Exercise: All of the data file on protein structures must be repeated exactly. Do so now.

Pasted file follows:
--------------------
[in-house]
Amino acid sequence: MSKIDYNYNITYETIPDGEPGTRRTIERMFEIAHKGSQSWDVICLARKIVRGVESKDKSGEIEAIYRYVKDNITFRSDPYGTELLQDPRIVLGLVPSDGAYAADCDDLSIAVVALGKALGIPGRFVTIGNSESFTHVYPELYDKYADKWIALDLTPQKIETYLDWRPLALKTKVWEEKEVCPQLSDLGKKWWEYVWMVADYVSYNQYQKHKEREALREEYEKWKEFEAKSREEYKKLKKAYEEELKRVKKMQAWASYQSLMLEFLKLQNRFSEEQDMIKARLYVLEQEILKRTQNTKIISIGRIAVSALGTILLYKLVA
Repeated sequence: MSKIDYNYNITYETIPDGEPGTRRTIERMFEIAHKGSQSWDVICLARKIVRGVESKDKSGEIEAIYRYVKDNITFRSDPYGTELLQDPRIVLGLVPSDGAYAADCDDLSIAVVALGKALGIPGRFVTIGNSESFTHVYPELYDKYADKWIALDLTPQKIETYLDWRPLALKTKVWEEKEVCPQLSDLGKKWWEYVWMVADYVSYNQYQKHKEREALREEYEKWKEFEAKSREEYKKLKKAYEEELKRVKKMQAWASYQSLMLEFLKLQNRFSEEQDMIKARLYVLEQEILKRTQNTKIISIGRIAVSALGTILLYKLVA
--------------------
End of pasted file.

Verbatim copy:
[in-house]
Amino acid sequence: MSKIDYNYNITYETIPDGEPGTRRTIERMFEIAHKGSQSWDVICLARKIVRGVESKDKSGEIEAIYRYVKDNITFRSDPYGTELLQDPRIVLGLVPSDGAYAADCDDLSIAVVALGKALGIPGRFVTIGNSESFTHVYPELYDKYADKWIALDLTPQKIETYLDWRPLALKTKVWEEKEVCPQLSDLGKKWWEYVWMVADYVSYNQYQKHKEREALREEYEKWKEFEAKSREEYKKLKKAYEEELKRVKKMQAWASYQSLMLEFLKLQNRFSEEQDMIKARLYVLEQEILKRTQNTKIISIGRIAVSALGTILLYKLVA
Repeated sequence: MSKIDYNYNITYETIPDGEPGTRRTIERMFEIAHKGSQSWDVICLARKIVRGVESKDKSGEIEAIYRYVKDNITFRSDPYGTELLQDPRIVLGLVPSDGAYAADCDDLSIAVVALGKALGIPGRFVTIGNSESFTHVYPELYDKYADKWIALDLTPQKIETYLDWRPLALKTKVWEEKEVCPQLSDLGKKWWEYVWMVADYVSYNQYQKHKEREALREEYEKWKEFEAKSREEYKKLKKAYEEELKRVKKMQAWASYQSLMLEFLKLQNRFSEEQDMIKARLYVLEQEILKRTQNTKIISIGRIAVSALGTILLYKLVA